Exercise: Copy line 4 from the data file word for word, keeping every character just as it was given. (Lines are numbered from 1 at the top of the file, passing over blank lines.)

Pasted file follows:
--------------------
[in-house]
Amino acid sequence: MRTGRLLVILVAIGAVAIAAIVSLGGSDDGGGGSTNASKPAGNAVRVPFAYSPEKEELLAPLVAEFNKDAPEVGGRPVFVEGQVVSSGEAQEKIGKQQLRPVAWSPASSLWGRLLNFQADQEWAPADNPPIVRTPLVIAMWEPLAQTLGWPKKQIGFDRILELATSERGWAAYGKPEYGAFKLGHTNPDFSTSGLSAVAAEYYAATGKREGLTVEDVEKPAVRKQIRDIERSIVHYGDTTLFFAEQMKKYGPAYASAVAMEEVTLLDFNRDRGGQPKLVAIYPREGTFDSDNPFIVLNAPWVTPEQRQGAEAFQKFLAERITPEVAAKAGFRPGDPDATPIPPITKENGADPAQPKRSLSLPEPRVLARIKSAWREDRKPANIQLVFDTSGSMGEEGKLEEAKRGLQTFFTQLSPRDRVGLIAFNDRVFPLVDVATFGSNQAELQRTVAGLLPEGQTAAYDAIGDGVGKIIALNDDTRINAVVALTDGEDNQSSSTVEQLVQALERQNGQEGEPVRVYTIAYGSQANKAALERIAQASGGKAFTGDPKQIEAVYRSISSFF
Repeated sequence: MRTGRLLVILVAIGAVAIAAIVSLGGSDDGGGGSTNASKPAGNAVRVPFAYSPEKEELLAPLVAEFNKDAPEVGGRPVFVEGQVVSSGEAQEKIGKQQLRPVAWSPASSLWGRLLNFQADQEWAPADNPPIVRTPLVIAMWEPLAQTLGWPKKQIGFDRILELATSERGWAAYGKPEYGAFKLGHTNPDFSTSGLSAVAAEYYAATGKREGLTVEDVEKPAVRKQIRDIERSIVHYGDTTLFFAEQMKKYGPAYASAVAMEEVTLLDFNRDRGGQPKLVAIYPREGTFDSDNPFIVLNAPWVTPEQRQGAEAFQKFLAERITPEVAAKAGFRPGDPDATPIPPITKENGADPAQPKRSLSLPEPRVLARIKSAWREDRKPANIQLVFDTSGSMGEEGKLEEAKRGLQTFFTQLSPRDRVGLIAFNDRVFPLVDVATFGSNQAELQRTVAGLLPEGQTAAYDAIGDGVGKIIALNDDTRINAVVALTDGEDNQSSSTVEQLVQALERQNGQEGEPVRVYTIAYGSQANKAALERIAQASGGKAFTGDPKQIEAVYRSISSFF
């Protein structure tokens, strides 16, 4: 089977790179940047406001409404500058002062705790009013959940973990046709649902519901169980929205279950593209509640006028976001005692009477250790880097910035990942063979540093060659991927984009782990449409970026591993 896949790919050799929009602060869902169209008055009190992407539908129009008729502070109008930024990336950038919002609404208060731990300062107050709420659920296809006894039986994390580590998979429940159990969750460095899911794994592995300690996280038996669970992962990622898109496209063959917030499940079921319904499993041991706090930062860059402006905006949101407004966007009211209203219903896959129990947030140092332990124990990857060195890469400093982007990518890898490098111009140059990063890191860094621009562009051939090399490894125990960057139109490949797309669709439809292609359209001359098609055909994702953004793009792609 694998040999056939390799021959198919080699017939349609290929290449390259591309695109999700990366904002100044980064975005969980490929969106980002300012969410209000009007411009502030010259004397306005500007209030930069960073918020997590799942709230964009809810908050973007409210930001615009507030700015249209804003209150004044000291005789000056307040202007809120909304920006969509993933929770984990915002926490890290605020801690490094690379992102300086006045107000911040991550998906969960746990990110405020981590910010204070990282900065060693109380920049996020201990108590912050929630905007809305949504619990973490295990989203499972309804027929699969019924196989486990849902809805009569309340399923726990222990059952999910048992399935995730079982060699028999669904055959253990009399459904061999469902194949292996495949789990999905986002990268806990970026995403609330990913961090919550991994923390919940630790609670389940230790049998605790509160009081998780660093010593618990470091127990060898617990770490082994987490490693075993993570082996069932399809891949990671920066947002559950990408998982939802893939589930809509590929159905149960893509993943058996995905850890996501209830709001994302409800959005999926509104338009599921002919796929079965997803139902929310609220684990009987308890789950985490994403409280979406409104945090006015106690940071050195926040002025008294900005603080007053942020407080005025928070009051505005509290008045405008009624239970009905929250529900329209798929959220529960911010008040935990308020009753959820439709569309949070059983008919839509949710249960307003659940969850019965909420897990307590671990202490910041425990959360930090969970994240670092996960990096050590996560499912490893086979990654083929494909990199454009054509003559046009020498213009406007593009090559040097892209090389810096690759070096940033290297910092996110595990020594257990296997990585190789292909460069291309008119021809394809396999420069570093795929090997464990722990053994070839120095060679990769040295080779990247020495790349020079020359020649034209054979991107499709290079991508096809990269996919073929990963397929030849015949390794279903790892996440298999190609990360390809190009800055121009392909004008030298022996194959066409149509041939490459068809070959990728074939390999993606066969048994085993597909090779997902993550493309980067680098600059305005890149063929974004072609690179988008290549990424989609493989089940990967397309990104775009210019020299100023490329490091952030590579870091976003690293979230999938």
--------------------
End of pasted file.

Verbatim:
């Protein structure tokens, strides 16, 4: 089977790179940047406001409404500058002062705790009013959940973990046709649902519901169980929205279950593209509640006028976001005692009477250790880097910035990942063979540093060659991927984009782990449409970026591993 896949790919050799929009602060869902169209008055009190992407539908129009008729502070109008930024990336950038919002609404208060731990300062107050709420659920296809006894039986994390580590998979429940159990969750460095899911794994592995300690996280038996669970992962990622898109496209063959917030499940079921319904499993041991706090930062860059402006905006949101407004966007009211209203219903896959129990947030140092332990124990990857060195890469400093982007990518890898490098111009140059990063890191860094621009562009051939090399490894125990960057139109490949797309669709439809292609359209001359098609055909994702953004793009792609 694998040999056939390799021959198919080699017939349609290929290449390259591309695109999700990366904002100044980064975005969980490929969106980002300012969410209000009007411009502030010259004397306005500007209030930069960073918020997590799942709230964009809810908050973007409210930001615009507030700015249209804003209150004044000291005789000056307040202007809120909304920006969509993933929770984990915002926490890290605020801690490094690379992102300086006045107000911040991550998906969960746990990110405020981590910010204070990282900065060693109380920049996020201990108590912050929630905007809305949504619990973490295990989203499972309804027929699969019924196989486990849902809805009569309340399923726990222990059952999910048992399935995730079982060699028999669904055959253990009399459904061999469902194949292996495949789990999905986002990268806990970026995403609330990913961090919550991994923390919940630790609670389940230790049998605790509160009081998780660093010593618990470091127990060898617990770490082994987490490693075993993570082996069932399809891949990671920066947002559950990408998982939802893939589930809509590929159905149960893509993943058996995905850890996501209830709001994302409800959005999926509104338009599921002919796929079965997803139902929310609220684990009987308890789950985490994403409280979406409104945090006015106690940071050195926040002025008294900005603080007053942020407080005025928070009051505005509290008045405008009624239970009905929250529900329209798929959220529960911010008040935990308020009753959820439709569309949070059983008919839509949710249960307003659940969850019965909420897990307590671990202490910041425990959360930090969970994240670092996960990096050590996560499912490893086979990654083929494909990199454009054509003559046009020498213009406007593009090559040097892209090389810096690759070096940033290297910092996110595990020594257990296997990585190789292909460069291309008119021809394809396999420069570093795929090997464990722990053994070839120095060679990769040295080779990247020495790349020079020359020649034209054979991107499709290079991508096809990269996919073929990963397929030849015949390794279903790892996440298999190609990360390809190009800055121009392909004008030298022996194959066409149509041939490459068809070959990728074939390999993606066969048994085993597909090779997902993550493309980067680098600059305005890149063929974004072609690179988008290549990424989609493989089940990967397309990104775009210019020299100023490329490091952030590579870091976003690293979230999938």